Switched On Pop
There the lads discuss the mysteries between the real world and the sorcery of hits.
Few genres are subjected to as much disdain and snobbery as pop music, but Vox's informative series hopes to alter that. The musicologist Nate Sloan and the music writer Charlie Harding break down the processes that make pop songs so captivating in “Switched On Pop,” which is aimed at both pop aficionados and skeptics. The show's scope is vast; it recently included a five-part mini-series in collaboration with the New York Philharmonic, in which the hosts examined Beethoven's Fifth Symphony under the microscope. Sloan and Harding's analysis, delivered with amiable passion, will increase your awareness of even the most well-known Top 40 hits.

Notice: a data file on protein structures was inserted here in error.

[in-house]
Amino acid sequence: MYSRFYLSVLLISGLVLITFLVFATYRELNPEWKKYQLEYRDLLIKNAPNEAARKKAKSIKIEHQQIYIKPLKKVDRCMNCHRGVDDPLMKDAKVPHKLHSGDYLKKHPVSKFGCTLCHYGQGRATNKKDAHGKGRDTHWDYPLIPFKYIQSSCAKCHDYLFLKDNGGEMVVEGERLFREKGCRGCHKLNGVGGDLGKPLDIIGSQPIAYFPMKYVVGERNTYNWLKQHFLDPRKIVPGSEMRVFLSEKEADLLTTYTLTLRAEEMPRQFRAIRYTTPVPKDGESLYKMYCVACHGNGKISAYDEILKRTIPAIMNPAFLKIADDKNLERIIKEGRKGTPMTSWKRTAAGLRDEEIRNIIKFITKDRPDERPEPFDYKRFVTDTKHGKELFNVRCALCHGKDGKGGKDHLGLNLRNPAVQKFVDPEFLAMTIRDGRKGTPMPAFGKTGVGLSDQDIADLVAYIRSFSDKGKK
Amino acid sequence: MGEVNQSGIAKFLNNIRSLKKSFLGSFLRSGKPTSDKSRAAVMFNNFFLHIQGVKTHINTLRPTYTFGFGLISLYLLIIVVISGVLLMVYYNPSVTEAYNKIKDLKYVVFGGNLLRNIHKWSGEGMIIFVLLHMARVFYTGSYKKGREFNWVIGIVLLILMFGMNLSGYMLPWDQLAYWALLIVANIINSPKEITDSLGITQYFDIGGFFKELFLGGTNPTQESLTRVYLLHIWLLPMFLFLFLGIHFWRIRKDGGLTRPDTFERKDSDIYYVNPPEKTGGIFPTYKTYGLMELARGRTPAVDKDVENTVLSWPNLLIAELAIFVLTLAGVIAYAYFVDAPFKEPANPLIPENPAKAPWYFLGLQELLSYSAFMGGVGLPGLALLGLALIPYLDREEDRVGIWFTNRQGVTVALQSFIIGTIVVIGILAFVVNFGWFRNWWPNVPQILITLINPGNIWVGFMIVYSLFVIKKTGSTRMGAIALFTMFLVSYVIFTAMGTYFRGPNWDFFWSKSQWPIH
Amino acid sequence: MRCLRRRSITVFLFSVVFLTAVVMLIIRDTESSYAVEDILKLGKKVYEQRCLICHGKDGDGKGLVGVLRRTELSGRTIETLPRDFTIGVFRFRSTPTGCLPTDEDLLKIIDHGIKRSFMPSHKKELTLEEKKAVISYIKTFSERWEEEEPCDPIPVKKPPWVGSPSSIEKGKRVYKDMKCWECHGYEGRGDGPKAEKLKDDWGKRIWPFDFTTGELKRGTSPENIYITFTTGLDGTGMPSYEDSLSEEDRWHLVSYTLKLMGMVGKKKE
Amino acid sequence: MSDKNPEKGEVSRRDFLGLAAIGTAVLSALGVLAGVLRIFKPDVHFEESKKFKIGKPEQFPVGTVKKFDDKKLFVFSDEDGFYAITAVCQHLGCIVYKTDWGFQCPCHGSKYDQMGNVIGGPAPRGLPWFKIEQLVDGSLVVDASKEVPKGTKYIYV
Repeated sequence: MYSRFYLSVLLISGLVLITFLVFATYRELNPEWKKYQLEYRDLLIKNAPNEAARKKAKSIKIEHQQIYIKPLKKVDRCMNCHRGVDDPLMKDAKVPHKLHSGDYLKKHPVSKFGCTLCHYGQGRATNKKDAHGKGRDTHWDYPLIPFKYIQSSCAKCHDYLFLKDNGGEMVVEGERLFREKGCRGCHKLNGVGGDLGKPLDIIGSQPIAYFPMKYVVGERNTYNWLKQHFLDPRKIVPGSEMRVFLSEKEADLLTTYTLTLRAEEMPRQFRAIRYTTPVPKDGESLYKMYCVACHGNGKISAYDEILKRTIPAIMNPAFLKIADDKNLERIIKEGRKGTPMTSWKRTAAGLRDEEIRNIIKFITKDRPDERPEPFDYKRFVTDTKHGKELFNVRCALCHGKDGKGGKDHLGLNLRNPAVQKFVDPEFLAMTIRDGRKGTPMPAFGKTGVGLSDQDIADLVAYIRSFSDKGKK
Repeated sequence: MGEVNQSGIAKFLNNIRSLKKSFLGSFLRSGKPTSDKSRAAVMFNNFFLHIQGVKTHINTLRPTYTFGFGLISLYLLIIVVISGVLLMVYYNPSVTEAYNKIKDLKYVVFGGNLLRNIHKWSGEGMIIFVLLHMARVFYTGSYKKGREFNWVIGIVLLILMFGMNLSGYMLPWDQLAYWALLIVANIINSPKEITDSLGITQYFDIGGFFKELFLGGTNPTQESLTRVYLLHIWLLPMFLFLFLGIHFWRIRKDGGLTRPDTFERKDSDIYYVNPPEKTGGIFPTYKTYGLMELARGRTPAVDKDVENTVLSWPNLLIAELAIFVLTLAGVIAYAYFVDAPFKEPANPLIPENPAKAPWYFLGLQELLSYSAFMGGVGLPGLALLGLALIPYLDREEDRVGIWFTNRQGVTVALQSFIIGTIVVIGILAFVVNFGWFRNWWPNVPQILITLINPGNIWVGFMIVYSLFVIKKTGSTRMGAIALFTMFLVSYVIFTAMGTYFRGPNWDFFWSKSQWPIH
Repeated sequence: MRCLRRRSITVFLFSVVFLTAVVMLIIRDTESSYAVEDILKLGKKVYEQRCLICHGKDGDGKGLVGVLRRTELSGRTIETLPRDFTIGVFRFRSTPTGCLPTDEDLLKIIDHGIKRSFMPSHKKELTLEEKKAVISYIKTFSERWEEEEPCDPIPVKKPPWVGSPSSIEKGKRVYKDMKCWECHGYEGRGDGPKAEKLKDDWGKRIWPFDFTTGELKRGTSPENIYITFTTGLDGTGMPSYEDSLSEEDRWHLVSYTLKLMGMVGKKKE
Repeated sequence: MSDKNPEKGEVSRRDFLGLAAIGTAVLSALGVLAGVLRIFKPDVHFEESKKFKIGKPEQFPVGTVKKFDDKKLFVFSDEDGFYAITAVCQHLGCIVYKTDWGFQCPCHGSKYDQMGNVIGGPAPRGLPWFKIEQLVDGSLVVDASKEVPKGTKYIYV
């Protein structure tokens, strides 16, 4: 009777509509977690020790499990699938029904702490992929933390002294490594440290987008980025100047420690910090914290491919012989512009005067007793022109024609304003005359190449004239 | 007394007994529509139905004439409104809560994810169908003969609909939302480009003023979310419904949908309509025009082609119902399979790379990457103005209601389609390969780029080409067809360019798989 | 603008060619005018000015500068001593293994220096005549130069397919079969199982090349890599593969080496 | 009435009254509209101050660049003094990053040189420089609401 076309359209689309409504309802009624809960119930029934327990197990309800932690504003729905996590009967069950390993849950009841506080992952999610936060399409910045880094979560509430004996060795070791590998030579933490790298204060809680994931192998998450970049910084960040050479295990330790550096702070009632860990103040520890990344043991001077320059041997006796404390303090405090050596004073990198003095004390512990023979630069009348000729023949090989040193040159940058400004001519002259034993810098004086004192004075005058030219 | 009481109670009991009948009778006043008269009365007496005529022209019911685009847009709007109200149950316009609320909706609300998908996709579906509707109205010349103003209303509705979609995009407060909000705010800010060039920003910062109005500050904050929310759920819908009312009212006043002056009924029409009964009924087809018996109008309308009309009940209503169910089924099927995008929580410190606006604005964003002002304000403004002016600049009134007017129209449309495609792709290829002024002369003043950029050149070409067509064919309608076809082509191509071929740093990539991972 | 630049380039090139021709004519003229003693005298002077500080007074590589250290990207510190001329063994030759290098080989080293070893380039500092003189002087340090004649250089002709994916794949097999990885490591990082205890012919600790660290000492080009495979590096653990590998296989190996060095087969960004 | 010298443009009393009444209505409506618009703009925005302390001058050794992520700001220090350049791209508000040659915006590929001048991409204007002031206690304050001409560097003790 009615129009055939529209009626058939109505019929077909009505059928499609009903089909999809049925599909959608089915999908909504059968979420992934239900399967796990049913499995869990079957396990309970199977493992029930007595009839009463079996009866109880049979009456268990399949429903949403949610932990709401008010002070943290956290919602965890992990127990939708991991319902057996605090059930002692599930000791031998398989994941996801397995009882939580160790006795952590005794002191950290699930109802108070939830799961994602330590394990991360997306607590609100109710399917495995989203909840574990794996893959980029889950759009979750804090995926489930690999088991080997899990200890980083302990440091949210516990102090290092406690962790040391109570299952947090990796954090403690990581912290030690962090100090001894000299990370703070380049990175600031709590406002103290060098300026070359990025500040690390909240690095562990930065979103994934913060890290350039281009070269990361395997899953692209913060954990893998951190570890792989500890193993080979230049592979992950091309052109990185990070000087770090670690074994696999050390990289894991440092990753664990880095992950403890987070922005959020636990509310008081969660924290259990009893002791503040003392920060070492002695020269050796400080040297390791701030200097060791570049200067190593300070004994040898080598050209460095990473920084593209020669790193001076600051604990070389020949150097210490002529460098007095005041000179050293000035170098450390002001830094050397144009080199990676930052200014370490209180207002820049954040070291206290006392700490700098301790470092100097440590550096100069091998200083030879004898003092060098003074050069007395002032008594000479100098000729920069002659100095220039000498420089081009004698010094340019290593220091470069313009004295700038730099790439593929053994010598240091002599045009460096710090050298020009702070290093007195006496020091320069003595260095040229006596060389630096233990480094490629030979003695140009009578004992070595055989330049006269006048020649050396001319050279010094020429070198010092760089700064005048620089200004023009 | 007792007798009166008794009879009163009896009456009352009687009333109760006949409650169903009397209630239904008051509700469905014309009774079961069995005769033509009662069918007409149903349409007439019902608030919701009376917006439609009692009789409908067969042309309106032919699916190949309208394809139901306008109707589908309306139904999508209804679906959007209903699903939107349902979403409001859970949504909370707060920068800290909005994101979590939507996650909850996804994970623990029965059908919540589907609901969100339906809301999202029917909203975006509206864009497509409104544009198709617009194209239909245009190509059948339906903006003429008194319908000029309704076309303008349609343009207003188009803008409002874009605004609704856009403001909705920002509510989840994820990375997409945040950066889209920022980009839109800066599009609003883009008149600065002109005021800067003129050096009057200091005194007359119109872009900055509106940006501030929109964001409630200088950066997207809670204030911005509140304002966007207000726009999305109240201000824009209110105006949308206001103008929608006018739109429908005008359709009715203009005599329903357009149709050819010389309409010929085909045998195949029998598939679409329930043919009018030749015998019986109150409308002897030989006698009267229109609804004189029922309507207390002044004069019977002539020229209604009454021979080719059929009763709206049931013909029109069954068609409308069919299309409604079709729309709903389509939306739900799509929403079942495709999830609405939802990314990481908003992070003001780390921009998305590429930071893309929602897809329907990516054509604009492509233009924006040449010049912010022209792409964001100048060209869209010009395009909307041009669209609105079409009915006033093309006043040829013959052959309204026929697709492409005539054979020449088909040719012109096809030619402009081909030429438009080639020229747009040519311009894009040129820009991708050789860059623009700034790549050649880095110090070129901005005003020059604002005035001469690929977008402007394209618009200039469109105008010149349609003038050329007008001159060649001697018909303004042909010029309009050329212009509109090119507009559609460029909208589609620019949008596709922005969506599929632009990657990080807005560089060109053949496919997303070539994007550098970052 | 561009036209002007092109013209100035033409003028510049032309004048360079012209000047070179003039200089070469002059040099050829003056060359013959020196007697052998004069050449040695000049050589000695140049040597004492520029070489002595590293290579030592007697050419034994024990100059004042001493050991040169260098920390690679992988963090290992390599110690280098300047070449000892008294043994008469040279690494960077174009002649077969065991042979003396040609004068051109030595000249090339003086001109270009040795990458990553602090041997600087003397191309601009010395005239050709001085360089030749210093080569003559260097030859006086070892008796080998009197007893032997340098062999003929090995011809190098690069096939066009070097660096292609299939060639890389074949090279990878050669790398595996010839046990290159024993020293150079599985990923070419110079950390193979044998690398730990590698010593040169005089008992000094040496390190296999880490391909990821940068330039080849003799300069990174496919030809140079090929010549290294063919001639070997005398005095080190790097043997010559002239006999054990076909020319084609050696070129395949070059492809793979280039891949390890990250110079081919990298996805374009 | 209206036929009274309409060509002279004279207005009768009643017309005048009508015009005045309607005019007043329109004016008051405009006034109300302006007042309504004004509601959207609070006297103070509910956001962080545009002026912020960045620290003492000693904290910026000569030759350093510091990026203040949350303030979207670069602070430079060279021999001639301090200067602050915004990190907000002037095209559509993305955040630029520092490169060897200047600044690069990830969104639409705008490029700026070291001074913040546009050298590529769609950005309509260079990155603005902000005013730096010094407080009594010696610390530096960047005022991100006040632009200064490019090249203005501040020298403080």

Rock, electronics, jazz, blues, europop, soul, indie are just the beginning. Songs of any genre can become popular and sound from every iron. Perhaps we will surprise you, but Despacito is reggaeton. In addition to the track by Luis Fonsi, songs by Zemfira, Sting, Whitney Houston and Ed Sheeran - the authors of compositions of an unpopular genre - became popular at different times. Most often, however, songs from the pop genre become mainstream music, because they are written for the majority and please many. But rock is about a painful thing: a musician will not write a ballad if he does not feel it. Jazz is a philosophy and self-expression, so it is not suitable for everyone: people see the world in different ways. Rock, jazz and other genres become pop music when they are "approved" and accepted by the majority of listeners. Foreign tracks often become commercially successful music. This is because pop culture is developed in the West. Simple and understandable for many, it affects music, painting, sculpture, media and even fashion. It is a culture of everyday life, entertainment and information.